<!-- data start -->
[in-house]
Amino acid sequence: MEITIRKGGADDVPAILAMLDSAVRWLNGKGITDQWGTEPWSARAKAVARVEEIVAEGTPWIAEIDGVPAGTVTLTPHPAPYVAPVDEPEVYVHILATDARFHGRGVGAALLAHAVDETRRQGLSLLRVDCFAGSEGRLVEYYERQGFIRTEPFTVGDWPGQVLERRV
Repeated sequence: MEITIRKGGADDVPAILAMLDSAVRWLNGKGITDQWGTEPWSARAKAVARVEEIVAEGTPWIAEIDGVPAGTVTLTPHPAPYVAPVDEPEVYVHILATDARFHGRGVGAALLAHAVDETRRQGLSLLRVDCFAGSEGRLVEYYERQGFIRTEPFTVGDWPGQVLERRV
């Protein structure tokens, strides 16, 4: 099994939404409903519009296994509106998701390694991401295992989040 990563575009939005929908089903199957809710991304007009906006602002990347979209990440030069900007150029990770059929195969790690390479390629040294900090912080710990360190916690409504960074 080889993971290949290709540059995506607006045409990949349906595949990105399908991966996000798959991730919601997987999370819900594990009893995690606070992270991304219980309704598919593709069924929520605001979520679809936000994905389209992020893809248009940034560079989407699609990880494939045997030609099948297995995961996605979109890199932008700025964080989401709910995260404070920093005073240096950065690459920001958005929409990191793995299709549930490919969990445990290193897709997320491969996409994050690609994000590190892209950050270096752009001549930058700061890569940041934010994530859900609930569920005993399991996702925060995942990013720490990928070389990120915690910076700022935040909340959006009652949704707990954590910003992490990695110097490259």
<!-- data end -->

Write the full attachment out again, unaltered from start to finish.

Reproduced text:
[in-house]
Amino acid sequence: MEITIRKGGADDVPAILAMLDSAVRWLNGKGITDQWGTEPWSARAKAVARVEEIVAEGTPWIAEIDGVPAGTVTLTPHPAPYVAPVDEPEVYVHILATDARFHGRGVGAALLAHAVDETRRQGLSLLRVDCFAGSEGRLVEYYERQGFIRTEPFTVGDWPGQVLERRV
Repeated sequence: MEITIRKGGADDVPAILAMLDSAVRWLNGKGITDQWGTEPWSARAKAVARVEEIVAEGTPWIAEIDGVPAGTVTLTPHPAPYVAPVDEPEVYVHILATDARFHGRGVGAALLAHAVDETRRQGLSLLRVDCFAGSEGRLVEYYERQGFIRTEPFTVGDWPGQVLERRV
């Protein structure tokens, strides 16, 4: 099994939404409903519009296994509106998701390694991401295992989040 990563575009939005929908089903199957809710991304007009906006602002990347979209990440030069900007150029990770059929195969790690390479390629040294900090912080710990360190916690409504960074 080889993971290949290709540059995506607006045409990949349906595949990105399908991966996000798959991730919601997987999370819900594990009893995690606070992270991304219980309704598919593709069924929520605001979520679809936000994905389209992020893809248009940034560079989407699609990880494939045997030609099948297995995961996605979109890199932008700025964080989401709910995260404070920093005073240096950065690459920001958005929409990191793995299709549930490919969990445990290193897709997320491969996409994050690609994000590190892209950050270096752009001549930058700061890569940041934010994530859900609930569920005993399991996702925060995942990013720490990928070389990120915690910076700022935040909340959006009652949704707990954590910003992490990695110097490259």